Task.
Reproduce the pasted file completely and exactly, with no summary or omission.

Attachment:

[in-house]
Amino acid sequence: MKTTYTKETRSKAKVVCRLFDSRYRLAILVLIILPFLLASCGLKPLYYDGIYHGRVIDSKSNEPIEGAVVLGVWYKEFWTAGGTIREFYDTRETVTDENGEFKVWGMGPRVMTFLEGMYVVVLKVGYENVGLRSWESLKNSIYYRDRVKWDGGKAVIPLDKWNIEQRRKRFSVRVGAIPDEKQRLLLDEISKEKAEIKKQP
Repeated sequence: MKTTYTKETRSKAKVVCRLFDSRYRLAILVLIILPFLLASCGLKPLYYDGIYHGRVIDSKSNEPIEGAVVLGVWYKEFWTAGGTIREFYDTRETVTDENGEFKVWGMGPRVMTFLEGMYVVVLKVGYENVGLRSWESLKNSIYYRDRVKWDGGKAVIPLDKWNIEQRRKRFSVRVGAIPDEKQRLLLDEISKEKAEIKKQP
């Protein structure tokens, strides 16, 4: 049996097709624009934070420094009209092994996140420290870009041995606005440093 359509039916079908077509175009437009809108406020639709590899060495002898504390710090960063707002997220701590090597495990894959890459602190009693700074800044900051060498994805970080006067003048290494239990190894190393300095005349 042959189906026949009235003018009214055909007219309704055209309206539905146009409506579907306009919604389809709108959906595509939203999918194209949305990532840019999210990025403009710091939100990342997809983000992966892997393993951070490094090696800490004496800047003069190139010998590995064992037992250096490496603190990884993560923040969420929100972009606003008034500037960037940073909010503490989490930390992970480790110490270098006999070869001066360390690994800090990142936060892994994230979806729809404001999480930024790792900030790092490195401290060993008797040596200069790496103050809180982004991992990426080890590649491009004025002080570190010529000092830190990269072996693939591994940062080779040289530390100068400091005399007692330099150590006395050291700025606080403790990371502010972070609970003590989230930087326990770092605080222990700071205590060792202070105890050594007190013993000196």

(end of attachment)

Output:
[in-house]
Amino acid sequence: MKTTYTKETRSKAKVVCRLFDSRYRLAILVLIILPFLLASCGLKPLYYDGIYHGRVIDSKSNEPIEGAVVLGVWYKEFWTAGGTIREFYDTRETVTDENGEFKVWGMGPRVMTFLEGMYVVVLKVGYENVGLRSWESLKNSIYYRDRVKWDGGKAVIPLDKWNIEQRRKRFSVRVGAIPDEKQRLLLDEISKEKAEIKKQP
Repeated sequence: MKTTYTKETRSKAKVVCRLFDSRYRLAILVLIILPFLLASCGLKPLYYDGIYHGRVIDSKSNEPIEGAVVLGVWYKEFWTAGGTIREFYDTRETVTDENGEFKVWGMGPRVMTFLEGMYVVVLKVGYENVGLRSWESLKNSIYYRDRVKWDGGKAVIPLDKWNIEQRRKRFSVRVGAIPDEKQRLLLDEISKEKAEIKKQP
């Protein structure tokens, strides 16, 4: 049996097709624009934070420094009209092994996140420290870009041995606005440093 359509039916079908077509175009437009809108406020639709590899060495002898504390710090960063707002997220701590090597495990894959890459602190009693700074800044900051060498994805970080006067003048290494239990190894190393300095005349 042959189906026949009235003018009214055909007219309704055209309206539905146009409506579907306009919604389809709108959906595509939203999918194209949305990532840019999210990025403009710091939100990342997809983000992966892997393993951070490094090696800490004496800047003069190139010998590995064992037992250096490496603190990884993560923040969420929100972009606003008034500037960037940073909010503490989490930390992970480790110490270098006999070869001066360390690994800090990142936060892994994230979806729809404001999480930024790792900030790092490195401290060993008797040596200069790496103050809180982004991992990426080890590649491009004025002080570190010529000092830190990269072996693939591994940062080779040289530390100068400091005399007692330099150590006395050291700025606080403790990371502010972070609970003590989230930087326990770092605080222990700071205590060792202070105890050594007190013993000196």